Not everyone knows it, but homebrewing has been legal in all states since 2013. It begs the question: why isn’t just about everyone out there making their own beers instead of paying the big breweries? A lot of the problem seems to be that many people think homebrewing is hard, expensive or difficult to get started.
The truth is that it’s actually easy and cheap to start your own home brewery, and you can add on as you go. So, what if the brews you bust out for next year’s March Madness or Superbowl party had your face on them? Or your family? Or the dog? Are you ready to become the neighborhood brewmaster?
Keeping It Simple
Before you invest in the heavy machinery to challenge President Obama’s White House Honey Ale Beer, start simple. Beer kits are available at department and some grocery stores for around $20 to $40. The kits include premixed ingredients along with all the equipment you need to produce between one and five batches of brew.
Most are pale ales, similar to Budweiser. These kits help you learn everything you need to know about homebrewing without much time or money investment. Sanitize the equipment, fill the barrel, place the stopper, and wait until fermentation finishes. It’s a simple process as long as you don’t try to rush things or forget proper sanitization.
Upping the Ante
Once your first batch is done, you’re likely to become hooked on homebrewing. Up the ante by ditching the premix sets and getting local ingredients. Pick up some hops, local fruit, and anything else you think works great. Brewer’s yeast is available at homebrew shops as well as many popular neighborhood markets. You might want to invest in a bigger barrel, stoppers with gauges, and wands to make the transition between barrel and bottle as smooth as possible. Exposing beer to air lowers its quality, after all.
This stage is also where state and local laws come into play. Even if the federal government places few restrictions on homebrewing, you can run afoul of the state if you don’t heed their rules. Pay close attention to limitations on volume or home equipment, and never sell without a license.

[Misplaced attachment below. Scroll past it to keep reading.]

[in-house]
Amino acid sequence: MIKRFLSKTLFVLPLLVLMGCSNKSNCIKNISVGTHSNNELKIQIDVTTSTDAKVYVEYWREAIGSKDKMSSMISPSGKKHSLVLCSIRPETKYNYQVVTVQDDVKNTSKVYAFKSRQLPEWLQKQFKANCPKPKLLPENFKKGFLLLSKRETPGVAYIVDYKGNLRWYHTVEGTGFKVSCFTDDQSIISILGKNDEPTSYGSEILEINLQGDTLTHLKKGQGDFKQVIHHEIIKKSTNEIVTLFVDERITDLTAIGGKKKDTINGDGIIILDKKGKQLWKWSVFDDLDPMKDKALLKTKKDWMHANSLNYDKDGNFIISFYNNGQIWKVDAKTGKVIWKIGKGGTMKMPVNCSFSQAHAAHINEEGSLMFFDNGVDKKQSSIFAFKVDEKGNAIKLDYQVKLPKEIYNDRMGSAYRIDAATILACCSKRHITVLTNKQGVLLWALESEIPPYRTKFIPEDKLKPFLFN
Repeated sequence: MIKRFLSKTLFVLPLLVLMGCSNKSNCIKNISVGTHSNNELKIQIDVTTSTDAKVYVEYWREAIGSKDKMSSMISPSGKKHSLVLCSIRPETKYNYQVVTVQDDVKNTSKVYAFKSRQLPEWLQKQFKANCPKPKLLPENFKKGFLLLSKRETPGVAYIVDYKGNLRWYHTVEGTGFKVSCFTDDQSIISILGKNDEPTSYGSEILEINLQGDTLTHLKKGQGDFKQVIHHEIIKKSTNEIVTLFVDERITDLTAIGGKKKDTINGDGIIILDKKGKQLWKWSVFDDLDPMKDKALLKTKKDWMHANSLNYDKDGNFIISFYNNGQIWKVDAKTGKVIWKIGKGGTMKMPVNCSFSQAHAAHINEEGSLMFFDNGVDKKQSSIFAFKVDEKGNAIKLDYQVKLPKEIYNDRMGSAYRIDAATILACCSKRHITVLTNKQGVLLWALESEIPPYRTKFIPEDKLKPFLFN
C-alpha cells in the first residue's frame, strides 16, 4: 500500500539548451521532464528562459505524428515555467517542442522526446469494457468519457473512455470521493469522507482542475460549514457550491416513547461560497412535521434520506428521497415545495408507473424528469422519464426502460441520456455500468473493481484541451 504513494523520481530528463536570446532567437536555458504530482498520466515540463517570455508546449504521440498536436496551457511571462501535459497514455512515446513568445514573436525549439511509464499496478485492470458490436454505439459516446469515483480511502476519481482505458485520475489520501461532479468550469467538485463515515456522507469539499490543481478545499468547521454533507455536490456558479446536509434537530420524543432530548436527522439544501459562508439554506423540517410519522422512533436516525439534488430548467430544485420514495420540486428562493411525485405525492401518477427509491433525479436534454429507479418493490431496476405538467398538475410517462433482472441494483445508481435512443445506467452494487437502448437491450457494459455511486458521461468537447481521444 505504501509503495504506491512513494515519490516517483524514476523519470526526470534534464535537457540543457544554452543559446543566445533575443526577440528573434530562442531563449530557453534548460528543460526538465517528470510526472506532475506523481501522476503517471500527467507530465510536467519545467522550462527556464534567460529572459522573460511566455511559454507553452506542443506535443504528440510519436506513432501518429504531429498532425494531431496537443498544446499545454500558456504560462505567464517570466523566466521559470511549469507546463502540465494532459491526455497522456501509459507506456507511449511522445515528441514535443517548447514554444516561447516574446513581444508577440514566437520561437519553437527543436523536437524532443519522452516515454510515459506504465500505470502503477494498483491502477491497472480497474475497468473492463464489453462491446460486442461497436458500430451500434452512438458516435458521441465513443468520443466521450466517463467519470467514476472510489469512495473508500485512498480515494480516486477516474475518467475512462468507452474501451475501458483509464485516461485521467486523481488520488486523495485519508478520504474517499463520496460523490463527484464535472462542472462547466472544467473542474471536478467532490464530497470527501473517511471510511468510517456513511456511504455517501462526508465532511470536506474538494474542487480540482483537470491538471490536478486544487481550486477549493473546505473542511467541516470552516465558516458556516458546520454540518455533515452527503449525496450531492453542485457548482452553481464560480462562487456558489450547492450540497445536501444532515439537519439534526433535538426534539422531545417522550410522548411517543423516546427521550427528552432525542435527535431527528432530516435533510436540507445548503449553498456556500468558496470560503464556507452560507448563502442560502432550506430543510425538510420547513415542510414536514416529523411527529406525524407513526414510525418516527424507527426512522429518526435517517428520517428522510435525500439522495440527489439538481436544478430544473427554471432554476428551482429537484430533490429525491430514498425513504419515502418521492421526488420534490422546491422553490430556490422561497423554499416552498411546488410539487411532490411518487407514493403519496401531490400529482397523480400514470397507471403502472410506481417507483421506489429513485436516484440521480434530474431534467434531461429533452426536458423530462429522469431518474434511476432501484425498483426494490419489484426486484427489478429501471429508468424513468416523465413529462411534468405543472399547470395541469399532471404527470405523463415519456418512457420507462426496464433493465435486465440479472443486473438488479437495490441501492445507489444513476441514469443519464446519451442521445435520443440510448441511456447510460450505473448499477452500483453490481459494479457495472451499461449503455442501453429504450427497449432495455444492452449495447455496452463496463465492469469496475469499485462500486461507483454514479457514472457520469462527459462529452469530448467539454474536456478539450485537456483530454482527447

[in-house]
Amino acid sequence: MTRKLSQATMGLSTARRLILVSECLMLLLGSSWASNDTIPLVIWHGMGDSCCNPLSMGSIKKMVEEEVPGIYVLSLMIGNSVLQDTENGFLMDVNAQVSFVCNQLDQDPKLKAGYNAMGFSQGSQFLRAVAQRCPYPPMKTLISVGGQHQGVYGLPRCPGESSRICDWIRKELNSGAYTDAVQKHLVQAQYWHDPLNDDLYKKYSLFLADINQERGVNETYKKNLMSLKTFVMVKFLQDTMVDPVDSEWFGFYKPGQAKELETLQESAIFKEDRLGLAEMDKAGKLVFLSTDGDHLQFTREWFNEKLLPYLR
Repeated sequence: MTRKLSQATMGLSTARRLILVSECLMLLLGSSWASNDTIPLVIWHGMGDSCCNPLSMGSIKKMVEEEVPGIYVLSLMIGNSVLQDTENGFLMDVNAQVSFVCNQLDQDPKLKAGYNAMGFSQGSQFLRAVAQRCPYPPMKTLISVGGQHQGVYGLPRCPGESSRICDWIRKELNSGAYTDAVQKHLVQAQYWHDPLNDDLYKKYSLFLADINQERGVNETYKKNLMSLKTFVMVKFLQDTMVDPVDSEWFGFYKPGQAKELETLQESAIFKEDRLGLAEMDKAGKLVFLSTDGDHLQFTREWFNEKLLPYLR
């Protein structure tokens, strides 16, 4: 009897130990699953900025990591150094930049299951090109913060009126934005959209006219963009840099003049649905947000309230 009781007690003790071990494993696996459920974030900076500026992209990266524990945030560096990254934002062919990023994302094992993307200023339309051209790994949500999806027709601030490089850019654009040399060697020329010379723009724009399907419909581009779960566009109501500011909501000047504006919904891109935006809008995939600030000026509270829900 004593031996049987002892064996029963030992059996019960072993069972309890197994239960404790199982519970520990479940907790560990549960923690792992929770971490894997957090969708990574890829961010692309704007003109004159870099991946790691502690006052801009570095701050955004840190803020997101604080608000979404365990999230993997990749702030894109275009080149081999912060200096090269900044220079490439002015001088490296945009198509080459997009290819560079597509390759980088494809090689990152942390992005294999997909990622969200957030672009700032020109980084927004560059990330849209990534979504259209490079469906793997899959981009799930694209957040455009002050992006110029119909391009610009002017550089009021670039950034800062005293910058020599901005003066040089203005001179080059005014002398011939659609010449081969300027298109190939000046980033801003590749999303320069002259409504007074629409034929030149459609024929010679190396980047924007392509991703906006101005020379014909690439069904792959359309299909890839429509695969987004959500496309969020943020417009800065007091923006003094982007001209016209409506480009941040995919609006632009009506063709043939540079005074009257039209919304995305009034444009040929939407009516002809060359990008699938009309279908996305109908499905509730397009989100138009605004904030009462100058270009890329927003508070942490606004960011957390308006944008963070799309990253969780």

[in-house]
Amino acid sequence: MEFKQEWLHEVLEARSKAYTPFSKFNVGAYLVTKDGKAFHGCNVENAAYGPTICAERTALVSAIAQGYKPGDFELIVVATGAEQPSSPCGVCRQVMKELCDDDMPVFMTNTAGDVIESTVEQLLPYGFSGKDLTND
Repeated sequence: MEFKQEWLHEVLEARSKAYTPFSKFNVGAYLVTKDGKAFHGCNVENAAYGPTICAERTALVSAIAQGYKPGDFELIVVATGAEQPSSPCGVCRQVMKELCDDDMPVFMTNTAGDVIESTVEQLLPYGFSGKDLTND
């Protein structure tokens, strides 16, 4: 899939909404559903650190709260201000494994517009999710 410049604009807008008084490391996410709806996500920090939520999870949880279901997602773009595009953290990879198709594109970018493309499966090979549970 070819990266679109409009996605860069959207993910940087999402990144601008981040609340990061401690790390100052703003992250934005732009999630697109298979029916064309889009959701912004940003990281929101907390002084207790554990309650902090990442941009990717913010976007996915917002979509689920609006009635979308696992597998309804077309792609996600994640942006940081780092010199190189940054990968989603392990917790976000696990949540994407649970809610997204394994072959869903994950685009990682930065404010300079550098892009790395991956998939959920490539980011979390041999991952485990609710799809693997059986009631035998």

When you up the ante, you get a say in every part of the process. Choose your own type of bottles. Go for stoppers with hula girls on them. Get a cap maker and create custom bottle caps that showcase your brew and brand. Remember to waterproof those labels, as most will fall off easily from wet hands or spilled beer. At this stage, homebrewing is whatever you choose to make it, and you’re likely to become the most popular guy around when you share custom drinks with your crew.
The Big Time
Don’t quit your day job just yet, but your side hustle could really pay off in the future. The skills you learn homebrewing transition well to opening your own brewery or working for one of the thousands of employee-owned microbreweries out there. You’ll discover proper sanitization, how to pick flavors, and how to hone the patience needed for the perfect batch. Bring along a personal bottle if you go to interview. Showcase those skills.
There’s really no limit to what you can do once you hit the big time. Dream big, because a great many of the nation’s microbreweries started off just like you before they got big and started shipping beer nationwide. Cheers!